🟠 What is a Stablecoin? Types of Stablecoins

There is a popular joke in crypto about someone who bought £100 worth of a stablecoin and was expecting the value to go up. It is easy to make the same mistake if you don’t know the answer to the question, what is stablecoin?

This article not only answers that question but also offers a deep dive into the different kinds of stablecoins that exist. It also discusses how they’re created, why they are valuable, and how you can get your hands on some stablecoins.

If that is the information you’re looking for, then grab a cup of coffee, and let’s get started.

What Is Stablecoin?

Put simply, a stablecoin is a kind of cryptocurrency designed to maintain a stable value. Unlike Bitcoin and other cryptocurrencies that fluctuate in price nearly every minute, the price of stablecoin is designed to remain at a fixed value or range.

To achieve such stability, the price of a stablecoin is often pegged to a real-world currency such as the US Dollar, British Pound, Japanese Yen, etc. 

Hence, one unit of a cryptocurrency pegged to the British Pound will always be worth £1 or at least a value very close to it, e.g, £0.999 or £1.001. The same rule applies to any stablecoin pegged to a fiat currency.

Stablecoins can also be pegged to assets like gold. In such a setting, the value of 1 unit of the cryptocurrency will be equal to the market price of the asset that it tracks. Also, depending on the terms specified by the company that issued them, holders of the stablecoin may have the choice to redeem their coins and receive its equivalent in the underlying asset.

Types of Stablecoins

Currency-backed coins

The most common kind of stablecoins are those with their value pegged to fiat currencies. Although many companies are exploring the creation of non-USD coins backed, most of the stablecoins today are tied to the US Dollar.

Examples of non-USD-denominated stable-price currencies include the EURS (offered by Statis), and TrueGBP (offered by Trust Token).

Asset-Backed coins

These kinds of coins track the price of precious metals such as gold and silver. The idea is to allow people to own and trade the underlying asset, without necessarily holding it. Holders can theoretically redeem their coins at any time and get the underlying assets in exchange.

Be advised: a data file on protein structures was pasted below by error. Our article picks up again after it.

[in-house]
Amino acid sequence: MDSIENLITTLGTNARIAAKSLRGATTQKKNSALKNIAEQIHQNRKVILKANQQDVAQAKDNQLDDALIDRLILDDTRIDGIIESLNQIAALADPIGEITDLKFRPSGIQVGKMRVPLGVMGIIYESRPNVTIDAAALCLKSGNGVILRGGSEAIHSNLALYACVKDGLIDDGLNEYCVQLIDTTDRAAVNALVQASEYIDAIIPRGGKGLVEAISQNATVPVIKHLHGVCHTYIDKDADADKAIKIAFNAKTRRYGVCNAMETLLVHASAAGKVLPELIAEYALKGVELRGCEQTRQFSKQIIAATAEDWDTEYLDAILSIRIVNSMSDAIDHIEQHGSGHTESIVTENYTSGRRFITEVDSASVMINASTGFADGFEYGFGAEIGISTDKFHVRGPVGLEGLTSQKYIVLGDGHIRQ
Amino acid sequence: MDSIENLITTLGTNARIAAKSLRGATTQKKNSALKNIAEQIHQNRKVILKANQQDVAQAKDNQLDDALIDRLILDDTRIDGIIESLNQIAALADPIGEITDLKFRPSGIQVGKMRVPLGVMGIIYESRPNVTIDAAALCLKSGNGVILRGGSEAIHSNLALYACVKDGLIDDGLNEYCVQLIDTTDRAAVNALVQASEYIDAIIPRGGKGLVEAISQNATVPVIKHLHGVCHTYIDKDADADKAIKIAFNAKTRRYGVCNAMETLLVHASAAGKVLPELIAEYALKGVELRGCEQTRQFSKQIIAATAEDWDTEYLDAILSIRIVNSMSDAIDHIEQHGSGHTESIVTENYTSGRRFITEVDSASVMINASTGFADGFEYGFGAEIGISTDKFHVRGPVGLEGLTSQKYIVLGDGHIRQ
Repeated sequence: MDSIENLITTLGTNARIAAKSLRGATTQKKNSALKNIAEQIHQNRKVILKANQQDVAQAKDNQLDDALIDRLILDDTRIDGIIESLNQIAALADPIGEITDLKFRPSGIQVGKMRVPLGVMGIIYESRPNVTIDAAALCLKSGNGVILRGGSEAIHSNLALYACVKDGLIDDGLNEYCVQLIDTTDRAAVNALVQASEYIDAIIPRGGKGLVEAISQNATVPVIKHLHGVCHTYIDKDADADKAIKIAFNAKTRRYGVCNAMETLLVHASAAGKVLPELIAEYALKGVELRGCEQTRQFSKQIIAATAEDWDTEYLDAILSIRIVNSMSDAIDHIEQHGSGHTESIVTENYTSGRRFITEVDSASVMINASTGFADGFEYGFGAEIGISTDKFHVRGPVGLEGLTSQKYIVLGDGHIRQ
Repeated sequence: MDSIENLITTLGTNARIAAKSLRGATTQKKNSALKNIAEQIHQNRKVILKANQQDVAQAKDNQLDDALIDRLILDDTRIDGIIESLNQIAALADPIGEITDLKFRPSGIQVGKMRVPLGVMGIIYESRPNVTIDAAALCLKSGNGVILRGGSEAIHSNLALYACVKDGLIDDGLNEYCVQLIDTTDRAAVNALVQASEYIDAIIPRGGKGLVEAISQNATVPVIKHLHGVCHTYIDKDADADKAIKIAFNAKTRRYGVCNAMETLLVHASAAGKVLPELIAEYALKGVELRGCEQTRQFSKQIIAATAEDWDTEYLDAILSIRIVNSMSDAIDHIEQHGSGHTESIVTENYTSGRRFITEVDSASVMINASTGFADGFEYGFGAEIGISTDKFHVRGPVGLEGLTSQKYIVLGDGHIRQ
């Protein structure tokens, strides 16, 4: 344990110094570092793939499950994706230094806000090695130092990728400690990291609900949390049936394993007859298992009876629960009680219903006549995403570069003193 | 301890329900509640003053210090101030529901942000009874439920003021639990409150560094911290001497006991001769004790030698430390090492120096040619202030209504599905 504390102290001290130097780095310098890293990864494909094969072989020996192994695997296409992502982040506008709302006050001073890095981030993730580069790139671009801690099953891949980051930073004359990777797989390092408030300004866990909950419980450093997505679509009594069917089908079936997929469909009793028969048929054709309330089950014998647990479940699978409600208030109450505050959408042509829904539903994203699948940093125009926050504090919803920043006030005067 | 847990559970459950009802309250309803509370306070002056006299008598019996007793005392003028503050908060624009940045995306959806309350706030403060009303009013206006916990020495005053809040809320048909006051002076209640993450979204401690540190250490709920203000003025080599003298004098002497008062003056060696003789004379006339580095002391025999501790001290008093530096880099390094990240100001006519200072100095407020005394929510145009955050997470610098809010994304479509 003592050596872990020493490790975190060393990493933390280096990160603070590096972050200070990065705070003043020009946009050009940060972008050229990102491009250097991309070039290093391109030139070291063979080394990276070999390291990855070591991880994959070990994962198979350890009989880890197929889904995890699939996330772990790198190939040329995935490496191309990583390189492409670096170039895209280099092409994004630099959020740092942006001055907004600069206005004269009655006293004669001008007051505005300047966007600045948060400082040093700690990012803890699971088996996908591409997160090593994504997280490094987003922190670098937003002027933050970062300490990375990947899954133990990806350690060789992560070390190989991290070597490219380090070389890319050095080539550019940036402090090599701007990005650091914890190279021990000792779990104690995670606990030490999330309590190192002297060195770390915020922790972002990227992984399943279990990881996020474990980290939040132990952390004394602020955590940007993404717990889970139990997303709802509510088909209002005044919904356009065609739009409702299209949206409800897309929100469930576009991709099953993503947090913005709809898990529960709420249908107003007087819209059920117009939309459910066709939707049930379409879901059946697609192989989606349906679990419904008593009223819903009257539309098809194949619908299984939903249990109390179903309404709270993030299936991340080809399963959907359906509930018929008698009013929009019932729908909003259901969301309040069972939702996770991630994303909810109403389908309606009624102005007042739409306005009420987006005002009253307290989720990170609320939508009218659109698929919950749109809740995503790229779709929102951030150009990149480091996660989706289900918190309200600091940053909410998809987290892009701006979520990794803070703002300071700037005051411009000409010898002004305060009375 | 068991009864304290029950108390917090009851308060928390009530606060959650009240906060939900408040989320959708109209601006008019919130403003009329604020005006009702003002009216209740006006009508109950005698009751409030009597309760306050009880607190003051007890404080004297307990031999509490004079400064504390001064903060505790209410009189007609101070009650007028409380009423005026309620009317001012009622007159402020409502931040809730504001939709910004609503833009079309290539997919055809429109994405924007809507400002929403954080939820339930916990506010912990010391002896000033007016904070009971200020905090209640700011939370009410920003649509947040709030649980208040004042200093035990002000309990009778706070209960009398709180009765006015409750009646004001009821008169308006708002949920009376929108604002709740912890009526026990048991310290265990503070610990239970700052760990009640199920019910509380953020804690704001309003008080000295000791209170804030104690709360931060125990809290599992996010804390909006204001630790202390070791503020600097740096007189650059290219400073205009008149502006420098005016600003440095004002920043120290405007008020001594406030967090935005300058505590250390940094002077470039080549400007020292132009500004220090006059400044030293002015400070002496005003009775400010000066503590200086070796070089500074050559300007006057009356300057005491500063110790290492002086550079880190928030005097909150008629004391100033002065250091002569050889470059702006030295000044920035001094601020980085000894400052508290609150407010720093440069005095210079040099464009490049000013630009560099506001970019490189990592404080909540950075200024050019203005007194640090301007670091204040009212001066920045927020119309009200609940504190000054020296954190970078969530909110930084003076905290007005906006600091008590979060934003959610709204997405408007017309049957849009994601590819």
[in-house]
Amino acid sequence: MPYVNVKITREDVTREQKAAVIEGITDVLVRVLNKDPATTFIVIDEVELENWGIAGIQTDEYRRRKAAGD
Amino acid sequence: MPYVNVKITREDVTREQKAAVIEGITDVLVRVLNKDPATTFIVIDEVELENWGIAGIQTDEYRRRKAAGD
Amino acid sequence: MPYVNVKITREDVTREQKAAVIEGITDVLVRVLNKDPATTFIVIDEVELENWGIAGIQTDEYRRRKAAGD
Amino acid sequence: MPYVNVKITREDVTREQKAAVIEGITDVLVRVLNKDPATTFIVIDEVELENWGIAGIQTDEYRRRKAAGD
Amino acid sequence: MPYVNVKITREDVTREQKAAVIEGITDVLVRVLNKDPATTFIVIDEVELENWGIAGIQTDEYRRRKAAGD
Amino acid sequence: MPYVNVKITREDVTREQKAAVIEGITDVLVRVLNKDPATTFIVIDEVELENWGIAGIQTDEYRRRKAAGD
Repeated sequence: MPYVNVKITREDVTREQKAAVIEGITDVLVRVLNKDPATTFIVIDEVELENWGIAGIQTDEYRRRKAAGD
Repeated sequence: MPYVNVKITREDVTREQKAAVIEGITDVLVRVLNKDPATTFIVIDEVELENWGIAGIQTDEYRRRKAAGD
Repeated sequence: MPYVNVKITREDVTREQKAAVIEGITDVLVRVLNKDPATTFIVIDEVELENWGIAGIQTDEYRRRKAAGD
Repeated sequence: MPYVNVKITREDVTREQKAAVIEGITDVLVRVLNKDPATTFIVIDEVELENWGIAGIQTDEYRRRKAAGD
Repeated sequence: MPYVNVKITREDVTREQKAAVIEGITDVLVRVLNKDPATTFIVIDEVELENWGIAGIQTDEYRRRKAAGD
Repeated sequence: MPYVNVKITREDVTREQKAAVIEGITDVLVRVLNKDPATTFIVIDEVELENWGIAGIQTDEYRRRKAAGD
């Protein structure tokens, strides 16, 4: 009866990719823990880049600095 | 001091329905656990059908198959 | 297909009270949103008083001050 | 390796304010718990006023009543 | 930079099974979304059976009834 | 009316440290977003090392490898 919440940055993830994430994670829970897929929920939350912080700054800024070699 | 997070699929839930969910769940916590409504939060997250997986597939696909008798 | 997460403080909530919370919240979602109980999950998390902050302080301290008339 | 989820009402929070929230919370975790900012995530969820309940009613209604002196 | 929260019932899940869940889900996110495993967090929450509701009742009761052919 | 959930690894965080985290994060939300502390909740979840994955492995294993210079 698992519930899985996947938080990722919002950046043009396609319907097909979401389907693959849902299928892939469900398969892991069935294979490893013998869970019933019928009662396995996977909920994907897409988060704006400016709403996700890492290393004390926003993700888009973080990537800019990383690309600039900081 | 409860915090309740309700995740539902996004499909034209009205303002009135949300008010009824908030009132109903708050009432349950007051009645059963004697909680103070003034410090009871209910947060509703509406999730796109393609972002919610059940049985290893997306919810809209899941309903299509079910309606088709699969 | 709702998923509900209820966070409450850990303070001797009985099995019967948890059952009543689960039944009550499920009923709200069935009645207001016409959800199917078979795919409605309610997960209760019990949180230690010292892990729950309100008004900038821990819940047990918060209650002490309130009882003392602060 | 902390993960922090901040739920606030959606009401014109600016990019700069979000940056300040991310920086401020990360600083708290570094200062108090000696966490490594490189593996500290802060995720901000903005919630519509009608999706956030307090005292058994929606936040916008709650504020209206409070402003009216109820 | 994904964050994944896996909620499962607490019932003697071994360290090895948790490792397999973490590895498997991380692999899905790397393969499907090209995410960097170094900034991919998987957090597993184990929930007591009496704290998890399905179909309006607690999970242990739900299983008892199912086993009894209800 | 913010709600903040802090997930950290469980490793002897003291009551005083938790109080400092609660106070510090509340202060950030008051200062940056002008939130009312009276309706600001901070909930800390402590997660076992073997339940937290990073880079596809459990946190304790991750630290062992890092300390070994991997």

Pax Gold (PAXG) from US-based Paxos Trust Company, is the most popular example of an asset-backed stablecoin.

Crypto-backed coins

This is a more complex kind of cryptocurrency first pioneered by Ethereum-based protocol, Maker. Note that stablecoin issuers must maintain a reserve that is equal or even greater in value to the number of coins in circulation.

Crypto-backed stablecoins such as the DAI token by Maker solve this problem using smart contracts, meaning that there is no central entity issuing the stablecoin. Users lock ETH or other accepted cryptocurrencies and then mint DAI. Upon returning the minted DAI to the protocol, they receive their collateral back. (more on this later)

1. Tether (USDT)


Market Cap: £36 billion.

Tether (USDT) is arguably the most widely used stablecoin. It is issued by Tether Ltd, a company closely affiliated with a cryptocurrency exchange, Bitfinex. Although Tether initially operated outside the regulatory purview and didn’t publish regular audits of its reserves, the company has since made amends.

You can buy Tether on most cryptocurrency exchanges, and the token is also available on multiple blockchains such as Ethereum, Solana, Binance Smart Chain, Tron, etc.

2. Circle USD (USDC)

usd coin

Market Cap: £8 billion

USDC is a cryptocurrency insured by the Centre Consortium, a group of crypto-related companies that notably includes Coinbase and Circle. Despite launching in late 2018, USDC has captured a large share of the stablecoin market, thanks to its affiliation with leading crypto exchanges.